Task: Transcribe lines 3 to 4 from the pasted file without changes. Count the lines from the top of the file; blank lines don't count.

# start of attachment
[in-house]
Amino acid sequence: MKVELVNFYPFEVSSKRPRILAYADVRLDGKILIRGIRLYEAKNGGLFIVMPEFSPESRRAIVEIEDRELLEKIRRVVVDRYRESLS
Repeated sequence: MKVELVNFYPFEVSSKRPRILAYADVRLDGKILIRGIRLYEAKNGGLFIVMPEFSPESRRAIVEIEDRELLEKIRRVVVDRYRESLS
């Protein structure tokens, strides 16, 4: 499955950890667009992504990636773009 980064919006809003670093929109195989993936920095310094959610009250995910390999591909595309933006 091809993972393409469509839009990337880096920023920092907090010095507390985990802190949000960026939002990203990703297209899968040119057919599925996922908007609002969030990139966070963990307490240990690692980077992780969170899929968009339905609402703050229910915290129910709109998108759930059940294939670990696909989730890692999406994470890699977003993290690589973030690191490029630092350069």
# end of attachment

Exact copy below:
Repeated sequence: MKVELVNFYPFEVSSKRPRILAYADVRLDGKILIRGIRLYEAKNGGLFIVMPEFSPESRRAIVEIEDRELLEKIRRVVVDRYRESLS
């Protein structure tokens, strides 16, 4: 499955950890667009992504990636773009 980064919006809003670093929109195989993936920095310094959610009250995910390999591909595309933006 091809993972393409469509839009990337880096920023920092907090010095507390985990802190949000960026939002990203990703297209899968040119057919599925996922908007609002969030990139966070963990307490240990690692980077992780969170899929968009339905609402703050229910915290129910709109998108759930059940294939670990696909989730890692999406994470890699977003993290690589973030690191490029630092350069």